Just back from seeing ‘The Arbor’ at the IFI. I would recommend it strongly, but to define its appeal is to allow something to slip from my grasp, something intangible, which in fact makes it so compelling. Okay, the Brechtian distancing thing was maybe a little heavy-handed, and at times it lapsed into cliché, but at the same time was extremely forceful as an exercise.
It tells the story of the playwright Andrea Dunbar, by all accounts an intelligent and brutal collector of the events that would shape her gritty, kitchen-sink works. She wrote her first play at just fifteen, saw its premier at eighteen, and died tragically from a suspected brain haemorrhage at the age of twenty-nine. In a local pub, of which her daughter Lorraine says that she basically died at home. A chronic alcoholic, the film pieces together her life, and its interminable influence on her three children, through the use of a series of interviews, cut with staged acting-outs of her works. The interviews, though using the audio footage of people who actually knew Andrea, are combined with the visual footage of actors lip-synching their words. This creates an uncanny effect; every so often the actor comes in too late and fails to recoup the pace of the audio. This has the unusual effect of distancing, not only the visual from the audio, but the person from their words. The words hang heavy on the air, the physical entity before us on the screen rendered almost secondary. Also, the characters don’t behave like people being interviewed: no nervous habits, no awkward avoidance of gaze: they face us straight on and move about too smoothly and purposefully. They become estranged from us, the director Clio Barnard consciously negating the movement of empathy in what all too easily could have become something tragic, and just that.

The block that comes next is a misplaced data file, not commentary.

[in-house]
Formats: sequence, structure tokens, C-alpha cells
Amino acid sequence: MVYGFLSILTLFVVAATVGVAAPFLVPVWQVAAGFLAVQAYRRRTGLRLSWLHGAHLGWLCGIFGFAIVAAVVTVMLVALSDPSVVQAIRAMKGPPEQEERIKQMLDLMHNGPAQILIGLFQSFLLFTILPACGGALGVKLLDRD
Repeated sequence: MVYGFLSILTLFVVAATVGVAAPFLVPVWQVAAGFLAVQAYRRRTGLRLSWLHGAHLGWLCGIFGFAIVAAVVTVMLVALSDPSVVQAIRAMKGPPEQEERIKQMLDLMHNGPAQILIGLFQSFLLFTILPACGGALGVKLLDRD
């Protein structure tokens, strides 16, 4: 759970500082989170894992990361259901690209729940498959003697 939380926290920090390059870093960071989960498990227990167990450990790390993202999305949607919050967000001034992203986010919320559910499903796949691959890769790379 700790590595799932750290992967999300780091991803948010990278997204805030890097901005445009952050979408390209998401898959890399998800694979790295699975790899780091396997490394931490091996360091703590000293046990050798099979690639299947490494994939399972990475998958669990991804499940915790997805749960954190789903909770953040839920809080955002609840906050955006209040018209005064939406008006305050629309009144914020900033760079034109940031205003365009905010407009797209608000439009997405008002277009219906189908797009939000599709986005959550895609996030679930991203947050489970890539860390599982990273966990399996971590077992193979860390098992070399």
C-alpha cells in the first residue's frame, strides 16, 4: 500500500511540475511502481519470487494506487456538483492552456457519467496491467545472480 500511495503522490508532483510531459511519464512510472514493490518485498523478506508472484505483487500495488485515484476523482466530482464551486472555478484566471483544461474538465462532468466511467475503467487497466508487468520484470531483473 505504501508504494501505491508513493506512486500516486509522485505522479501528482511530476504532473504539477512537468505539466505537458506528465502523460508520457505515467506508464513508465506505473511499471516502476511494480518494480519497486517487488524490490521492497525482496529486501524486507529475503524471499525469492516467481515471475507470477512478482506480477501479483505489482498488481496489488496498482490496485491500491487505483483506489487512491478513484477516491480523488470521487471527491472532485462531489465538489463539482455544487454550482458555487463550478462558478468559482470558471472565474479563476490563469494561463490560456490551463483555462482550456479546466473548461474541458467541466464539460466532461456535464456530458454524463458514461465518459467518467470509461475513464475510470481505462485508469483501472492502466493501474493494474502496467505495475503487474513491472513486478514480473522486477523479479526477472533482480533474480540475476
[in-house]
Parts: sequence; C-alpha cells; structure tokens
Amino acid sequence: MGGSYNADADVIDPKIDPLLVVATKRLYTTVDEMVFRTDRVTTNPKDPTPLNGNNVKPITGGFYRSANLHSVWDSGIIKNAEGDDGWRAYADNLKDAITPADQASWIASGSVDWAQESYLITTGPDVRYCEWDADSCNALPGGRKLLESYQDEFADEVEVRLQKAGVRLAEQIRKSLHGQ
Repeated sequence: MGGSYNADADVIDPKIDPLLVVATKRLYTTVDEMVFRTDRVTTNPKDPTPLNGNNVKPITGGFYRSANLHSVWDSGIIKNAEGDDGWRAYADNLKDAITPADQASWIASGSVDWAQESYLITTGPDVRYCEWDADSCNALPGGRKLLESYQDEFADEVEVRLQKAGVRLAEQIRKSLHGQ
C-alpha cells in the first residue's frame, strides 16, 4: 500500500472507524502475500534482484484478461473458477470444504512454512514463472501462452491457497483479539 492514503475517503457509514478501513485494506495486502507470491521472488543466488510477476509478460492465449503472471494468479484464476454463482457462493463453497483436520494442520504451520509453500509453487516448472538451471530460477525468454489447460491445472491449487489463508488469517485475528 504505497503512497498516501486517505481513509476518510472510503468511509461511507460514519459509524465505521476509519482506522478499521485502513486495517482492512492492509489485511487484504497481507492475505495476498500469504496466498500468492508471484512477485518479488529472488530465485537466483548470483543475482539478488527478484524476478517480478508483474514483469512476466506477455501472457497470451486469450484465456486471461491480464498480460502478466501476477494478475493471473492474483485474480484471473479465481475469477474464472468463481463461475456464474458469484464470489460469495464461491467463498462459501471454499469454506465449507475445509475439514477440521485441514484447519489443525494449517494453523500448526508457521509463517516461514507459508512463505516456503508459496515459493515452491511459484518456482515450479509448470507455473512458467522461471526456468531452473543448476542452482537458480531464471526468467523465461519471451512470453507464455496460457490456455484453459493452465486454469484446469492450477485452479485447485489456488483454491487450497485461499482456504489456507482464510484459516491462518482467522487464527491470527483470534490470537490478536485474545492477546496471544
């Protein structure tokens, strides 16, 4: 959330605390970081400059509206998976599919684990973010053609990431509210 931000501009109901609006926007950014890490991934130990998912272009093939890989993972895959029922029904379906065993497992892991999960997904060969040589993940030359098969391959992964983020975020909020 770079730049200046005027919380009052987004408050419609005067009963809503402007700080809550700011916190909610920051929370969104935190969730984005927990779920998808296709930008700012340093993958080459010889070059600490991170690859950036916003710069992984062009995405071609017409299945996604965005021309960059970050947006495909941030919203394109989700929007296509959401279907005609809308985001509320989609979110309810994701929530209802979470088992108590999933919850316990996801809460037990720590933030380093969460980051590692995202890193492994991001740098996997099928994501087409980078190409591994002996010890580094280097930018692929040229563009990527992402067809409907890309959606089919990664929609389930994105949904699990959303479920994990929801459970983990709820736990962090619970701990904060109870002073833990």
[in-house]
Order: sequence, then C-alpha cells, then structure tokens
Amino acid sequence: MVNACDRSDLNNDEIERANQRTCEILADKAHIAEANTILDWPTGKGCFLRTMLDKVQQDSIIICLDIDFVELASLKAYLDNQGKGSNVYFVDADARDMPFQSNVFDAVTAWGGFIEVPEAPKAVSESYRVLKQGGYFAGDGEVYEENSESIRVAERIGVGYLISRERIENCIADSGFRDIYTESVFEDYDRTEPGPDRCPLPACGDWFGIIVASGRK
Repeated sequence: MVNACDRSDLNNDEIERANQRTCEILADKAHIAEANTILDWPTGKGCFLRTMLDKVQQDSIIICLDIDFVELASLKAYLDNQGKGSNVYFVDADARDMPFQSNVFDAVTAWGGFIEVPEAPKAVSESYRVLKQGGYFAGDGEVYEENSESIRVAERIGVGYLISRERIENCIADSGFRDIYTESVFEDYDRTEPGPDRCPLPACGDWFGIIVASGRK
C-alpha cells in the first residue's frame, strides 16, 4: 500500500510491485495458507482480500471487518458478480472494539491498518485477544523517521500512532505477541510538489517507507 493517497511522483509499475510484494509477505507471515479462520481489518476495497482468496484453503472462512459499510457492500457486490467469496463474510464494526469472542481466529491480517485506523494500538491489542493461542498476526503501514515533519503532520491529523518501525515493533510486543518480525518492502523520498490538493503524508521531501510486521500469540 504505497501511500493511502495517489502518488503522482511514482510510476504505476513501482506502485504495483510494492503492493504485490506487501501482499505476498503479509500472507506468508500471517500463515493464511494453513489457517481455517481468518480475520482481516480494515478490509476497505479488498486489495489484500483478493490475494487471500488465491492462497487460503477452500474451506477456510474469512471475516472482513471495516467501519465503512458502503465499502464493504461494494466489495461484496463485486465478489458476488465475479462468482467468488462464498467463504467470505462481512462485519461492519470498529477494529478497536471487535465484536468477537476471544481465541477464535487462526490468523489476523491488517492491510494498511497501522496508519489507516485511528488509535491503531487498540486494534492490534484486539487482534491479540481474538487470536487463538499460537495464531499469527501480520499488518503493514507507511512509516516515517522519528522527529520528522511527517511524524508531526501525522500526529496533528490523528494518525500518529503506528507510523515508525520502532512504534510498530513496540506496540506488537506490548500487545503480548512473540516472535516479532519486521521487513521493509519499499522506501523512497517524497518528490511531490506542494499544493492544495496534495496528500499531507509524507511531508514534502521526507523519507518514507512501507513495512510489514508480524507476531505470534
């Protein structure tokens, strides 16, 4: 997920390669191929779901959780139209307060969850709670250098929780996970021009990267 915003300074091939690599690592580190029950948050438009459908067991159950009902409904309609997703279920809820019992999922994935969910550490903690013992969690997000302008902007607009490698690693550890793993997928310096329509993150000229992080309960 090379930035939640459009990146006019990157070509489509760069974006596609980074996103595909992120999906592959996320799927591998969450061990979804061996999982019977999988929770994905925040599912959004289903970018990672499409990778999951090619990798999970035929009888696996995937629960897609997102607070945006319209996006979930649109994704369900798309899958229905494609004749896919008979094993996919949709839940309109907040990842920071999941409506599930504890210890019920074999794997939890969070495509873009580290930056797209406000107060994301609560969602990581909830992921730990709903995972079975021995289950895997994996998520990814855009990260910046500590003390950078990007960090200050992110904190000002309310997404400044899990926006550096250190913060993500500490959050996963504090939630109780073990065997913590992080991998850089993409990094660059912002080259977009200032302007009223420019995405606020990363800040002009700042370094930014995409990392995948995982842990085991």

That’s not to say that it isn’t tragic. Along with the short film that directly preceded it, it’s certainly up there in terms of the sheer scale of human calamity. But it could have been just that, I suppose. Anyway, definitely worth a look.
Here’s the trailer.